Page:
The Mission Valley Animal Shelter will be getting some much-needed upgrades thanks to the efforts of a Girl Scout troop from Bozeman.
Troop 3517 has led a project that has raised between $15,000 and $20,000 to help the shelter construct a new puppy room, a proper intake area and a new quarantine area to properly care for sick animals.
According to Shelter Director Filip Panusz, the project will address several needs the shelter has been struggling with for some time.
“There are a lot of dogs running around this area that are not spayed and not neutered. When people bring those animals to us, we don’t want to have to turn them away,” Panusz said.
Panusz says the upgrades not only help deal with the issue of limited space at the shelter, they will also help stop the spread of disease among the animals.
“Every shelter needs to have an intake room where people can bring animals into the building in such a way that they do not mingle with other animals along the way. We have not had that before, and now we will,” he said. “Unfortunately, in our area, parvo and distemper are very common in our stray dog community. We don’t want to expose healthy animals to the infected ones when they come in the shelter, and an isolated intake area and quarantine room will help keep that exposure to a minimum.”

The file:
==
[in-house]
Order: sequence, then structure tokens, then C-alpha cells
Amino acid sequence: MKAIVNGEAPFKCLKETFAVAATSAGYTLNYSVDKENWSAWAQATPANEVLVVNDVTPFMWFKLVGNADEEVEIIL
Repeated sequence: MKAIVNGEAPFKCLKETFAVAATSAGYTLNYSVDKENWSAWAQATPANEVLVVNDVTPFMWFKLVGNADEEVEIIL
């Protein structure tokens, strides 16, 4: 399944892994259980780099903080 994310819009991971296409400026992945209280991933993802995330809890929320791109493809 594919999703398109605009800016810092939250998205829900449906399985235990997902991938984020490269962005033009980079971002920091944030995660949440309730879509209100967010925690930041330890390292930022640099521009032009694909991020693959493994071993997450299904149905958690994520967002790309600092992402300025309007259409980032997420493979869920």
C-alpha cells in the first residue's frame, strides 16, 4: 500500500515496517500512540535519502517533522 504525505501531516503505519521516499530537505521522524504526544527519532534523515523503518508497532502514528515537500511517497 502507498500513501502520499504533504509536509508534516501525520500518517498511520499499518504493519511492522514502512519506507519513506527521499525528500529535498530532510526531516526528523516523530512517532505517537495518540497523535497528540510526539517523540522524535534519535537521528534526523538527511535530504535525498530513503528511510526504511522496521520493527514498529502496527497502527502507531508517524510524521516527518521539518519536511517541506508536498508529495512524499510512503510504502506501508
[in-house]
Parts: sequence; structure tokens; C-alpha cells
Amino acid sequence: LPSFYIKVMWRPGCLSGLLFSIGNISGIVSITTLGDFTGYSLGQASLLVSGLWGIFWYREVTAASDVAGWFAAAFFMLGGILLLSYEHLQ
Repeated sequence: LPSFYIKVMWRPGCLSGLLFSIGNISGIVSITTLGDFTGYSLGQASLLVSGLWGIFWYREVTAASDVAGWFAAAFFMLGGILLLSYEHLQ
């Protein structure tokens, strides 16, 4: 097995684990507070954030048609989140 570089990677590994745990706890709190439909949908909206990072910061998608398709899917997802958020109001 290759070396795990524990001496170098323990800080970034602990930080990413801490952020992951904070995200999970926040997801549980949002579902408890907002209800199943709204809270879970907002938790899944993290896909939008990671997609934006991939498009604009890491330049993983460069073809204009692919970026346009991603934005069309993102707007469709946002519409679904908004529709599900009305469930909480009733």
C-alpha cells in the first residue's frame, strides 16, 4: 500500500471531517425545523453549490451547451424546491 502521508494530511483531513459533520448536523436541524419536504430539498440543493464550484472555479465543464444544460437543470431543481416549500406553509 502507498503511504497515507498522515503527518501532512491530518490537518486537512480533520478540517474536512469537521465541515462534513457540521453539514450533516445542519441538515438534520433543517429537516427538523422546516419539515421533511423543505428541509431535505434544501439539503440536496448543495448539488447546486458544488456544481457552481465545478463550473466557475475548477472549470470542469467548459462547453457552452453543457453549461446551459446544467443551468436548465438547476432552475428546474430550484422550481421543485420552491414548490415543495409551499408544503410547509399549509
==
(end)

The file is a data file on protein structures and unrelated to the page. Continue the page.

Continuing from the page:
The project was the brainchild of Girl Scout Alyvia Leipheimer, who spends much of her summers at her family’s cabin on Flathead Lake. Leipheimer, along with her mother, have been volunteering at the Mission Valley Animal Shelter for several summers and knew of the needs the shelter was looking to address.
“I’ve worked here in the summer and I noticed that they get a lot of dogs in. We picked them (Mission Valley Animal Shelter) because they have less space and fewer volunteers than many other shelters,” Leipheimer said. “It was important for us to learn that everyone can make a difference, even if you feel like you are small and you can’t do much, you can if you try.”
According to Troop Leader Kirsti Hahn, many of the troop members had doubts about being able to complete the project, but hard work and perseverance helped them see the project through.
Using bake sales, garage sales, a dog wash and door-to-door sales, the 12 members of Girl Scout Troop 3517 raised $4,000 in cash for the project and much more in donations and labor commitments. A Partnership with Native Americans grant in the amount of $7,500 also added to the project funds.
“I find it tremendously inspiring that these girls have taken the time and used their energy to bring this about. The vision that they had to see what could be done here is inspiring. I had my doubts that such a small group of girls could do this, but I am amazed by what they have done,” Mission Valley Animal Shelter Vice President and Assistant Treasurer Russell Cruickshanks said. “I hope this is a trigger that helps others take action in their communities. I want people to see what these girls have done. I want them to respond to and think about what they, themselves, can contribute to their communities.”
The puppy room planned for the shelter was originally designed to be an 8-foot by 12-foot addition, but general contractor Mark Giacoletto (who has volunteered his time and expertise to the project) says that the funds and materials donated should be adequate to build a 12-foot by 14-foot facility. Panusz and Giacoletto say the shelter hopes to begin and finish the project within just a few days in late August.
Girl Scout Troop 3517 will be returning to Polson to help with the construction work.